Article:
What's New & Coming Soon



Southall Farm & Inn Franklin TN by Heather Durham Photography


Set on a working farm dedicated to education and exploration, Southall encompasses over 325 acres of lush, rolling Middle Tennessee hillside, creating a unique escape dedicated to saluting the region's agricultural heritage while advancing innovative practices for a sustainable future. Southall features 62 guest rooms and suites, along with 16 stand-alone cottages; a spa that empowers guests' well-being journeys with transformative treatments and mindful rituals rooted in natural elements; a wealth of farm, wellness, and adventure activities; and a signature restaurant and culinary program led by Executive Chef Andrew Klamar.

Since opening, Southall has collected accolades and appeared on prestigious lists from national media, such as:

Best New Hotel - Travel + Leisure's "It List"

Best New Hotels in North America - Esquire

Best New Hotels in the WorldTown & Country




The Factory at Franklin is undergoing an extensive renovation. The historic site is set for a refresh resulting in 80,000 square feet of retail (with many current tenants remaining), 80,000 square feet of dining, 80,000 square feet of office space, and 30,000 square feet of event and theater space. The reimagined Factory at Franklin property already features a new Grand Hall, anchored by a new bar named "The Skylight Bar" as a focal point. That central point is flanked by various dining, beverage, and retail businesses, plus a new permanent home for professional theater company Studio Tenn, called the Turner Theatre.

Renovations to the outdoor spaces of The Factory will add a hand-carved, hand-painted carousel crafted by local artist Ken Mean, plus spaces around the iconic water tower—opening up a previously closed-off area to create a park-like atmosphere with added green space and outdoor seating directly below the landmark.

New shops, restaurants, and attractions joining the Factory at Franklin's already impressive lineup of tenants include Saphire, Edley's BBQ, Etch, Otaku Ramen, GREY's Fine Cheese, Hattie B's Hot Chicken, Two Hands, White Alligator, Lemon Gift Shop, and more.

221031_Turner Theater Rendering (1)


Turner Theater, located inside The Factory at Franklin, opened in October 2023 as the permanent performance home of Franklin's professional theater company Studio Tenn. The theater features a prominent box office and lobby area adjacent to Skylight Bar in The Factory's Grand Hall. Inside, Turner Theater will seat 329 patrons in both floor and balcony seating (with no seat more than 50 feet from the stage), permanent lighting, and professional-grade sound and acoustics.



FirstBank Amphitheater at Graystone Quarry opened in late 2021 and provides an amazing visual and acoustic experience for outdoor music events. It is built into the ground at the former home of a rock quarry created during the construction of Interstate 65 and is now the only former rock quarry turned music venue in North America. The world-class boutique amphitheater seats up to 7,500 attendees and attracts the biggest names in music, with LiveNation handling all bookings and catering to the VIP experience with intimate seating throughout the quarry and an elevated Southern food experience. The venue features 69 VIP Suites and 24 VIP Boxes across the middle of the amphitheater, plus 18 cliff-side suites elevated and overlooking the stage.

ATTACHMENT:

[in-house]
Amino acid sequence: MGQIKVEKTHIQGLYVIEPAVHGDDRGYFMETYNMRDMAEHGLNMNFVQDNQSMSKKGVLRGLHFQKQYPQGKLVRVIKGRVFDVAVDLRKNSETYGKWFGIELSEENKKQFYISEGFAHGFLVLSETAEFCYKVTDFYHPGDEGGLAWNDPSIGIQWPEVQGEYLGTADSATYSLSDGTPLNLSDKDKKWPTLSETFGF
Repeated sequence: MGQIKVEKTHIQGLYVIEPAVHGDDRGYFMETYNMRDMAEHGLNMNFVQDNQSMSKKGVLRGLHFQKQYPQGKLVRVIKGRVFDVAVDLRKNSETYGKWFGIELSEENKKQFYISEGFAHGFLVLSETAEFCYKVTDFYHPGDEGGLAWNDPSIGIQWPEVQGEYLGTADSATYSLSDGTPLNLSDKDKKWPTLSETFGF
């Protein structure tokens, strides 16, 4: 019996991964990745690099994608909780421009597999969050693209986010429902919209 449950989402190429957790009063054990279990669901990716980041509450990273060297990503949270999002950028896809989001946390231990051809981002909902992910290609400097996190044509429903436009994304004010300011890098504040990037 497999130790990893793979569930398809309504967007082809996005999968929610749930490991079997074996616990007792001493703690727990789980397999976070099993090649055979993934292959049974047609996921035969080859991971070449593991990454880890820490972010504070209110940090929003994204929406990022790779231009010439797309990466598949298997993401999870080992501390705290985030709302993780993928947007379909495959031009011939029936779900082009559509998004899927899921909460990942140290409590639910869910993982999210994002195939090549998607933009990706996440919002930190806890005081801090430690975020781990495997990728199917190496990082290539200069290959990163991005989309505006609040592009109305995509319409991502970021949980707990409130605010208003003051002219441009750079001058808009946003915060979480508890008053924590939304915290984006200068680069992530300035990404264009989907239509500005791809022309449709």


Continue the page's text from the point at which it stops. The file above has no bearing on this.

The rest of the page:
In a culmination of the community-led Fuller Story Project, a full-scale statue of a United States Colored Troops (USCT) soldier, titled “March to Freedom,” was unveiled on the public square in downtown Franklin in a place of equal nobility across from the Confederate monument that already stands in the public square. Tennessee native Joe F. Howard sculpted the statue that sits outside the historic courthouse steps where between 1863 and 1865, over 300 Williamson County men, most of whom were escaped slaves, joined the Union army. The statue honoring USCT soldiers, at the time of its unveiling, was only the sixth of its kind in the United States and the only one located on a town’s public square.



Franklin’s history is a complex one that includes much more than just the Civil War battle that took place here. The full story of Franklin’s history is that some events and occurrences happened in its public square and its downtown area, particularly denigrating to the black citizens of the time, which would be considered wholly unacceptable in modern society.